#undef __string
#define __string(item, src) __dynamic_array(char, item, -1)
diff --git a/kernel/hw_breakpoint.c b/kernel/hw_breakpoint.c
index dbcbf6a33a0..50dbd599958 100644
--- a/kernel/hw_breakpoint.c
+++ b/kernel/hw_breakpoint.c
@@ -40,6 +40,7 @@
#include <linux/percpu.h>
#include <linux/sched.h>
#include <linux/init.h>
+#include <linux/cpu.h>
#include <linux/smp.h>
#include <linux/hw_breakpoint.h>
@@ -388,7 +389,8 @@ register_wide_hw_breakpoint(struct perf_event_attr *attr,
if (!cpu_events)
return ERR_PTR(-ENOMEM);
- for_each_possible_cpu(cpu) {
+ get_online_cpus();
+ for_each_online_cpu(cpu) {
pevent = per_cpu_ptr(cpu_events, cpu);
bp = perf_event_create_kernel_counter(attr, cpu, -1, triggered);
@@ -399,18 +401,20 @@ register_wide_hw_breakpoint(struct perf_event_attr *attr,
goto fail;
}
}
+ put_online_cpus();
return cpu_events;
fail:
- for_each_possible_cpu(cpu) {
+ for_each_online_cpu(cpu) {
pevent = per_cpu_ptr(cpu_events, cpu);
if (IS_ERR(*pevent))
break;
unregister_hw_breakpoint(*pevent);
}
+ put_online_cpus();
+
free_percpu(cpu_events);
- /* return the error if any */
return ERR_PTR(err);
}
EXPORT_SYMBOL_GPL(register_wide_hw_breakpoint);
diff --git a/kernel/trace/Kconfig b/kernel/trace/Kconfig
index d006554888d..6c22d8a2f28 100644
--- a/kernel/trace/Kconfig
+++ b/kernel/trace/Kconfig
@@ -12,17 +12,17 @@ config NOP_TRACER
config HAVE_FTRACE_NMI_ENTER
bool
help
- See Documentation/trace/ftrace-implementation.txt
+ See Documentation/trace/ftrace-design.txt
config HAVE_FUNCTION_TRACER
bool
help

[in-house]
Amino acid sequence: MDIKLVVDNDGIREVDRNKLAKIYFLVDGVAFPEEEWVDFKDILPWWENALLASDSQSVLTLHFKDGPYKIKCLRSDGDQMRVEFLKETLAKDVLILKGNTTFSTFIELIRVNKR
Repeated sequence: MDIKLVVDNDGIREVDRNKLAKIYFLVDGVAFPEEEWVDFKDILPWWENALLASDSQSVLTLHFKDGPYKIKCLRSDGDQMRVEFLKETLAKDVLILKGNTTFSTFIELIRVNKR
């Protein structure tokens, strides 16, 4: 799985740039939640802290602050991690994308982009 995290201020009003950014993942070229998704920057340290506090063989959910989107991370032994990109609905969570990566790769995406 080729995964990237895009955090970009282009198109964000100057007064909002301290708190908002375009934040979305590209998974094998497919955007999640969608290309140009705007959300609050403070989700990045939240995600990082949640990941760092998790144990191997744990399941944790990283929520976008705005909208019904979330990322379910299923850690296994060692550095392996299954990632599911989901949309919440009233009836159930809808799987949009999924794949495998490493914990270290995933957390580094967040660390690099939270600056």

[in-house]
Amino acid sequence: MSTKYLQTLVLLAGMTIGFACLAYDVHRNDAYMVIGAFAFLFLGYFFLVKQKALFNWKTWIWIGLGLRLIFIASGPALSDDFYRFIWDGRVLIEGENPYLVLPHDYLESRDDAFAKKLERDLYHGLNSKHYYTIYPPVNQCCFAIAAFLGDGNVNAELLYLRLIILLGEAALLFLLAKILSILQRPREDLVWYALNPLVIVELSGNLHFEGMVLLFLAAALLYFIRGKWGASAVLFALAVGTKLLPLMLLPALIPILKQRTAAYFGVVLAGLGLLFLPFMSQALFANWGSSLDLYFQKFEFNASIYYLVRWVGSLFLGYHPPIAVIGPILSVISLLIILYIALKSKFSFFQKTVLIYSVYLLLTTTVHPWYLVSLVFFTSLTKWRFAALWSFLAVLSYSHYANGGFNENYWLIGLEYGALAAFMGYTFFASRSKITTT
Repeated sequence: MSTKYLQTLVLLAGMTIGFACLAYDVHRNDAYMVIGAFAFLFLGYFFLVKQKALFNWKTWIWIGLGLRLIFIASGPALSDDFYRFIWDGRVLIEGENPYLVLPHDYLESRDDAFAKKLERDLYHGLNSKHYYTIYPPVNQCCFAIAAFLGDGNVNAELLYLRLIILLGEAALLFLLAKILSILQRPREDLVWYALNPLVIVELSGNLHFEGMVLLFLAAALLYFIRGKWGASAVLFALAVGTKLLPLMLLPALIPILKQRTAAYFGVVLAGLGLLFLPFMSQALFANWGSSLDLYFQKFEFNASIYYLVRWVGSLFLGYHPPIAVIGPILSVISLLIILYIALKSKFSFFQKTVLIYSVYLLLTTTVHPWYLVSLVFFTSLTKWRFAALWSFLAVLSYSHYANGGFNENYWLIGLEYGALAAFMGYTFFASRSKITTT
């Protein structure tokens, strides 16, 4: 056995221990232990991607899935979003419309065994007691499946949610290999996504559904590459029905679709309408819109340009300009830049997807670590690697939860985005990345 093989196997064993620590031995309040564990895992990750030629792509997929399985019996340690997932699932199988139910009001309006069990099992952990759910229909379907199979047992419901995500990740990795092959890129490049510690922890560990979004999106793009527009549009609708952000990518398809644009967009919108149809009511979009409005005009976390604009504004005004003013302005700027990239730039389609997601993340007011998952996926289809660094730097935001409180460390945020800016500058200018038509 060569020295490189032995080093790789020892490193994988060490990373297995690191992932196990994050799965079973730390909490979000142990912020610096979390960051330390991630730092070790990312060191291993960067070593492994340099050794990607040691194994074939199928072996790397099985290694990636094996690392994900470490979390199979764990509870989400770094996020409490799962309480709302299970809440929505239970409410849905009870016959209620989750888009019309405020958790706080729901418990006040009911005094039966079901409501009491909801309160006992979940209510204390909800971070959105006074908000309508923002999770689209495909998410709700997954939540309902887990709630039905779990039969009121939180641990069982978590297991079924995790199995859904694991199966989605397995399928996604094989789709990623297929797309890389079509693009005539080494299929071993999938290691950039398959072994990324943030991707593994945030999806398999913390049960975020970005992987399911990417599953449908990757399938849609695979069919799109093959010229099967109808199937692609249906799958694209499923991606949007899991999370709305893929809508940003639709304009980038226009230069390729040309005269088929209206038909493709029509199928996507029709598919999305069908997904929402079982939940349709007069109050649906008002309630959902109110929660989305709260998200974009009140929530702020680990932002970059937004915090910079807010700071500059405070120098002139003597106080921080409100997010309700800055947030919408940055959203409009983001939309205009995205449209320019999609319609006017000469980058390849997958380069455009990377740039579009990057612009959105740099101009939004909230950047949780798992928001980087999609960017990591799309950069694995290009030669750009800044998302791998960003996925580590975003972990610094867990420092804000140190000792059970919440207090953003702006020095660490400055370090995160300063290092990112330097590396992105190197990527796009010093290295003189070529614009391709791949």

- See Documentation/trace/ftrace-implementation.txt
+ See Documentation/trace/ftrace-design.txt
config HAVE_FUNCTION_GRAPH_TRACER
bool
help
- See Documentation/trace/ftrace-implementation.txt
+ See Documentation/trace/ftrace-design.txt
config HAVE_FUNCTION_GRAPH_FP_TEST
bool
@@ -34,17 +34,17 @@ config HAVE_FUNCTION_GRAPH_FP_TEST
config HAVE_FUNCTION_TRACE_MCOUNT_TEST
bool
help
- See Documentation/trace/ftrace-implementation.txt
+ See Documentation/trace/ftrace-design.txt
config HAVE_DYNAMIC_FTRACE
bool
help
- See Documentation/trace/ftrace-implementation.txt
+ See Documentation/trace/ftrace-design.txt
config HAVE_FTRACE_MCOUNT_RECORD
bool
help
- See Documentation/trace/ftrace-implementation.txt
+ See Documentation/trace/ftrace-design.txt
config HAVE_HW_BRANCH_TRACER
bool
@@ -52,7 +52,7 @@ config HAVE_HW_BRANCH_TRACER
config HAVE_SYSCALL_TRACEPOINTS
bool
help
- See Documentation/trace/ftrace-implementation.txt
+ See Documentation/trace/ftrace-design.txt
config TRACER_MAX_TRACE
bool
@@ -83,7 +83,7 @@ config RING_BUFFER_ALLOW_SWAP
# This allows those options to appear when no other tracer is selected. But the
# options do not appear when something else selects it. We need the two options
# GENERIC_TRACER and TRACING to avoid circular dependencies to accomplish the
-# hidding of the automatic options.
+# hiding of the automatic options.
config TRACING
bool
@@ -119,7 +119,7 @@ menuconfig FTRACE
bool "Tracers"
default y if DEBUG_KERNEL
help
- Enable the kernel tracing infrastructure.
+ Enable the kernel tracing infrastructure.
if FTRACE
@@ -133,7 +133,7 @@ config FUNCTION_TRACER
help
Enable the kernel to trace every kernel function. This is done
by using a compiler feature to insert a small, 5-byte No-Operation
- instruction to the beginning of every kernel function, which NOP
+ instruction at the beginning of every kernel function, which NOP
sequence is then dynamically patched into a tracer call when
tracing is enabled by the administrator. If it's runtime disabled
(the bootup default), then the overhead of the instructions is very
@@ -150,7 +150,7 @@ config FUNCTION_GRAPH_TRACER
and its entry.
Its first purpose is to trace the duration of functions and
draw a call graph for each thread with some information like
- the return value. This is done by setting the current return
+ the return value. This is done by setting the current return
address on the current task structure into a stack of calls.
@@ -173,7 +173,7 @@ config IRQSOFF_TRACER